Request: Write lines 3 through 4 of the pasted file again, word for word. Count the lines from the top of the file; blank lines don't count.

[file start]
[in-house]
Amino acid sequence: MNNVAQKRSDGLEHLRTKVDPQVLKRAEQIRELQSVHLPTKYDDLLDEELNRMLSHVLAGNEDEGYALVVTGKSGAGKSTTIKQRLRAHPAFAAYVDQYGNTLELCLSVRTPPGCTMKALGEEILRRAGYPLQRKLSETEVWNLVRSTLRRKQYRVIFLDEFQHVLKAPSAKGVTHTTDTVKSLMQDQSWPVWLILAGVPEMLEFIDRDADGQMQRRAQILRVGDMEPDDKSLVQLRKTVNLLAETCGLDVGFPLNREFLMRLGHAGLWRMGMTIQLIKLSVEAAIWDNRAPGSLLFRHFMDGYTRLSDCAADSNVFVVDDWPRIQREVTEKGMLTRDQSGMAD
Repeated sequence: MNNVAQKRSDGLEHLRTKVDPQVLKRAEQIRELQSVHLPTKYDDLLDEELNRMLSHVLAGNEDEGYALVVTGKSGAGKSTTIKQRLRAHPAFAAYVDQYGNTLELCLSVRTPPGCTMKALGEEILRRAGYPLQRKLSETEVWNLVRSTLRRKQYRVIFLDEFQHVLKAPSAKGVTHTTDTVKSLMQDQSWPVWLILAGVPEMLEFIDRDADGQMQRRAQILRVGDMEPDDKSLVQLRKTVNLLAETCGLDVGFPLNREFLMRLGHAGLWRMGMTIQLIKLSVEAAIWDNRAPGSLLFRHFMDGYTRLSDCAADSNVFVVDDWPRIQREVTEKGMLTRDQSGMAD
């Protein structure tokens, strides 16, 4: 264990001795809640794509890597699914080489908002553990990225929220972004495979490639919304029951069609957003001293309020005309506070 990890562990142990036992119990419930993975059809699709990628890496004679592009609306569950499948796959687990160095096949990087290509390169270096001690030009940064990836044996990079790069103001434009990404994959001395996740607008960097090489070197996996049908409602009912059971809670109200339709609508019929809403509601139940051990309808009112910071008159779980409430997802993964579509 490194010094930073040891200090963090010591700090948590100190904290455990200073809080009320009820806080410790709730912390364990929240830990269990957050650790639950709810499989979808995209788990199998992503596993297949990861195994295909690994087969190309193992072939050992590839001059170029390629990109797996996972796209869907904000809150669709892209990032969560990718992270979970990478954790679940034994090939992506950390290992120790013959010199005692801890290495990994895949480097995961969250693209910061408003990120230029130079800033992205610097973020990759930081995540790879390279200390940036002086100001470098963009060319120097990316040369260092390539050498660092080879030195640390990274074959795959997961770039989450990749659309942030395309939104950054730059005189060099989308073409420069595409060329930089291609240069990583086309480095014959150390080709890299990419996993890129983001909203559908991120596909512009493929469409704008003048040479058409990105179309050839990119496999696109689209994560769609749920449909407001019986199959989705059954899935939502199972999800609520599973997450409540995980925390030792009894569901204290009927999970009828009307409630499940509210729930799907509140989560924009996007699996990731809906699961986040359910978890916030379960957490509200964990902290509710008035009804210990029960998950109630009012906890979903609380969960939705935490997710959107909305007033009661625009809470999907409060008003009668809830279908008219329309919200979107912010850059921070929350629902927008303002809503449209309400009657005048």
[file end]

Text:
Repeated sequence: MNNVAQKRSDGLEHLRTKVDPQVLKRAEQIRELQSVHLPTKYDDLLDEELNRMLSHVLAGNEDEGYALVVTGKSGAGKSTTIKQRLRAHPAFAAYVDQYGNTLELCLSVRTPPGCTMKALGEEILRRAGYPLQRKLSETEVWNLVRSTLRRKQYRVIFLDEFQHVLKAPSAKGVTHTTDTVKSLMQDQSWPVWLILAGVPEMLEFIDRDADGQMQRRAQILRVGDMEPDDKSLVQLRKTVNLLAETCGLDVGFPLNREFLMRLGHAGLWRMGMTIQLIKLSVEAAIWDNRAPGSLLFRHFMDGYTRLSDCAADSNVFVVDDWPRIQREVTEKGMLTRDQSGMAD
């Protein structure tokens, strides 16, 4: 264990001795809640794509890597699914080489908002553990990225929220972004495979490639919304029951069609957003001293309020005309506070 990890562990142990036992119990419930993975059809699709990628890496004679592009609306569950499948796959687990160095096949990087290509390169270096001690030009940064990836044996990079790069103001434009990404994959001395996740607008960097090489070197996996049908409602009912059971809670109200339709609508019929809403509601139940051990309808009112910071008159779980409430997802993964579509 490194010094930073040891200090963090010591700090948590100190904290455990200073809080009320009820806080410790709730912390364990929240830990269990957050650790639950709810499989979808995209788990199998992503596993297949990861195994295909690994087969190309193992072939050992590839001059170029390629990109797996996972796209869907904000809150669709892209990032969560990718992270979970990478954790679940034994090939992506950390290992120790013959010199005692801890290495990994895949480097995961969250693209910061408003990120230029130079800033992205610097973020990759930081995540790879390279200390940036002086100001470098963009060319120097990316040369260092390539050498660092080879030195640390990274074959795959997961770039989450990749659309942030395309939104950054730059005189060099989308073409420069595409060329930089291609240069990583086309480095014959150390080709890299990419996993890129983001909203559908991120596909512009493929469409704008003048040479058409990105179309050839990119496999696109689209994560769609749920449909407001019986199959989705059954899935939502199972999800609520599973997450409540995980925390030792009894569901204290009927999970009828009307409630499940509210729930799907509140989560924009996007699996990731809906699961986040359910978890916030379960957490509200964990902290509710008035009804210990029960998950109630009012906890979903609380969960939705935490997710959107909305007033009661625009809470999907409060008003009668809830279908008219329309919200979107912010850059921070929350629902927008303002809503449209309400009657005048």